Fridrik Tiedemann doubts his grandson will ever forget the day Papa rescued a dolphin.
Tiedemann took Jackson White, 8, kayaking July 3 on Battery Creek. They spent the afternoon on a small tributary, watching crabs, fish and a dolphin play.
"We lost sight of her, and the next thing my grandson says is 'Papa,' Tiedemann said. "And I heard this splashing and flailing. 'Papa, Papa, there's the dolphin.'
"And the dolphin was on the sandbar and couldn't get off."
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Tiedemann -- a veteran law enforcement official who has worked with the S.C. Highway Patrol, the Beaufort County Sheriff's Office and the Beaufort City Police Department -- went into action.
He told his grandson to stand out of the way as he cautiously approached the dolphin, which was on its side.
"She settled down and I talked to her. Well, I don't know how much she understood," he said. "I just kept telling her, 'You'll be OK honey, you'll be OK. We'll get out of here.' And the dolphin, she's looking at me, she's got her eyes just focused on me, and in that combination of her being tired and me talking to her, she didn't object to me touching her."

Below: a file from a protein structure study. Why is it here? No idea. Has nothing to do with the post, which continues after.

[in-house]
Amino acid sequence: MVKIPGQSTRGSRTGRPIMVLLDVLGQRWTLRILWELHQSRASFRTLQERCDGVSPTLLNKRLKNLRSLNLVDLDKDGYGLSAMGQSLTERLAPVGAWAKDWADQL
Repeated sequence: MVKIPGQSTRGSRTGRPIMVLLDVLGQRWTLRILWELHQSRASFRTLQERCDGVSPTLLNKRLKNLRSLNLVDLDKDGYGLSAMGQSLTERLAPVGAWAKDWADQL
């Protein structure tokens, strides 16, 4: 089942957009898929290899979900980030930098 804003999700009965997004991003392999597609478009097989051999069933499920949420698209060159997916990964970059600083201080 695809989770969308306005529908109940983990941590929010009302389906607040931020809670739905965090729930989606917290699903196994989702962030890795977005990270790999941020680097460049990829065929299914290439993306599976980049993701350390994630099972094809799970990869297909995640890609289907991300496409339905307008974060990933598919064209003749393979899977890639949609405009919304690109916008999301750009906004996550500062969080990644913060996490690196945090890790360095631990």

Tiedemann took the dolphin's tail and started trying to drag it across the sandbar, which he estimated to be 100 feet wide.
That's when a boat pulled up and Beaufort Fire Chief Clay Scoggins jumped out.
Scoggins said he was launching his boat from the Battery Creek Landing when people started shouting about the dolphin rescue. He offered a hand, and together the men dragged the dolphin into Battery Creek, where it promptly swam off, Scoggins said.
Wayne McFee, National Ocean Service marine mammal stranding program scientist, said the proper way to handle a stranded dolphin is to call the S.C. Department of Natural Resources Marine Mammal Stranding Network hotline at 1-800-922-5431. DNR will contact McFee's office, which will in turn have a specialist review the situation.
While McFee said Tiedemann and Scoggins are not in trouble for rescuing the dolphin, it is illegal to touch or feed the animals, which are a protected species. Those rules are for both human and animal safety, McFee said. Not only can they carry dangerous diseases, but a dolphin can seriously injure a well-intentioned rescuer.
"These animals can be very powerful," he said. "They can be three, four hundred pounds of basically all muscle, and if they decide to throw a fit, they can knock somebody out, or they can break an arm or leg."
Dolphins frequently get stuck on sandbars or in shallow water while strand fishing -- when they corral fish and chase them onto the creek banks -- but the dolphins can usually survive until the tide is high enough for them to escape.
Tiedemann said he acted quickly because it was a crisis, and he is glad he did.
"Here's the thing, by the time DNR showed up, the dolphin could have gone into shock," he said. "She was trying desperately to get off the sandbar but couldn't get off."